* * *

The news that we are going home reaches me early in the morning. I feel a leaden feeling set in my stomach at the news and start packing up my belongings. It doesn’t take long. One pack; one pair of boots tied at the laces and slung over my shoulder.

A convoy of 31 trucks is lined along the main road through camp. I am pointed to my transport and climb aboard. Our packs are jammed against our knees, cramped in the tiny space. When we set off, my palms start sweating and I wipe them repeatedly on my trousers. I recognise the man sitting opposite me: it is the man from the Mastiff with the tears of blood. He is really beautiful when you look at him. I hadn’t noticed that before.

My eyes don’t leave his face for one second. We are going home. A loud clang sounds through the cabin as we jolt over a rock, and I notice his nostrils flare, the whites of his eyes expand in panic. He notices me watching and his mouth grimaces an apologetic smile before his faces realigns.

* * *

The sun is rising, its grey light seeping around the frayed edges of the curtains. I raise my head to it and stare. My tongue is dry and sticks to the roof of my mouth; I have a cut on my hand and I don’t know how it got there. The empty wine bottles have been kicked out of sight so I don’t have to look at them. Good.

Wincing, I hobble to the window and clutch at the curtain. I pause before I wrench it open and allow the light to blast into the room. The pain is unbearable, intense, blinding, but it is real. I am home.

I am home.

 

*****

This is a piece of fiction I wrote, inspired by real life stories and blogs I have read about soldiers during and after war. It is being published in the literary journal of my university and was written for the theme of ‘Now’ ; right now, we are in a position where we are witnessing men coming home from years of war, and I wish to honour them and remind others of their humanity and sacrifice with my words.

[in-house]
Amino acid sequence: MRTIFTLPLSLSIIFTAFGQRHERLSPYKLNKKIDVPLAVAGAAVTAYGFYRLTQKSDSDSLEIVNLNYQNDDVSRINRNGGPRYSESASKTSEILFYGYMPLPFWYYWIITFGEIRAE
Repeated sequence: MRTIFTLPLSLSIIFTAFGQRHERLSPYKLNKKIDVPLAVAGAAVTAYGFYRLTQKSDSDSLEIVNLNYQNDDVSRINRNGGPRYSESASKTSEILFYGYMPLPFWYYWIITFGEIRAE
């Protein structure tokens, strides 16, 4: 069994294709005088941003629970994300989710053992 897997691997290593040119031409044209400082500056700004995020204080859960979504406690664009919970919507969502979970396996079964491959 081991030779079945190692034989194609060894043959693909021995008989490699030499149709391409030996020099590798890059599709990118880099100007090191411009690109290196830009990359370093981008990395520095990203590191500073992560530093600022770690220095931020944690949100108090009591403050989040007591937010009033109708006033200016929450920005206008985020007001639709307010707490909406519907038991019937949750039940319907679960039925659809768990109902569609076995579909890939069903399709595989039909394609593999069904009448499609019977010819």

Extra-Terrestrial Relations

Let’s start with a cliche:

Everyone makes mistakes.

Never heard that before... Source: http://thetikitakalondon.wordpress.com/2012/10/14/interlull-half-time-boring-boring-yawn-boring/

Never heard that before…
Source: http://thetikitakalondon.wordpress.com

True, we all nod our head in a vaguely bored, accepting sort of way when we hear those three words. We use them as an excuse for when we slip up: I’m only human, we all make mistakes. And we do. There are times when even the best of us mumble along in speech, digging a deeper, colder, lonelier grave beneath our feet as we go. We insult, accuse, condescend. We misunderstand, misinterpret, mis-communicate. We reject, scoff, and scorn.

We have all been the victim to a lot of mistakes, especially in love. There are relationships where people say ‘I’m sorry, I didn’t mean it’ so many times it’s easy to lose track. This apology can work up to a point. It works because of the truth of the statement we started with. Everyone makes mistakes, so I can forgive you, you didn’t mean to. The problem arises however, not when it’s multiple mistakes that are made, but when it’s the same mistake over and over again. 

It’s at this point that the apology grinds. Because there’s a hard nugget of pure honesty inside us all: you know that not everyone makes the same mistake over and over. You know that if the same mistake is made twice, then the apology becomes meaningless, because if it was meant the first time it wouldn’t have happened the second. You feel that if they loved you as much as you loved them that they wouldn’t be so human as to make mistakes. For when love is involved, you elevate the person you love to a state of more-than-human, held to unspoken promises and assumed rules.

(An eerie, alien state, not achievable with our puny human minds.)

Then comes the anger. It’s not evident at first, because you love them and don’t want to start a fight. But it’s there, waiting to be noticed. And when it does, you are faced with an impossible swell of feelings. You demand apologies that you know you won’t accept because you’ve been angry for so long you won’t believe them any more. You want gestures and touch and whispers to make it better – whilst hating being in the same breathing space as them. You fight all those fights you put off at once, and make it so much harder to pull through that you’re in danger of losing sight of that love you started with.

When reading this objectively, it’s easy to see where the thought process gets distorted and sets up impossible barriers. In fact, it seems so obvious that it’s almost a pointless thing to say. But when it’s happening to you, when you’re in the moment, there is nothing but acute betrayal and anger. There is no room left for forgiveness, not straight away – and that’s ok.

It is because we are human that we hurt and get hurt, and it’s that very same humanity that means it’s alright to be upset for a while after mistakes are made.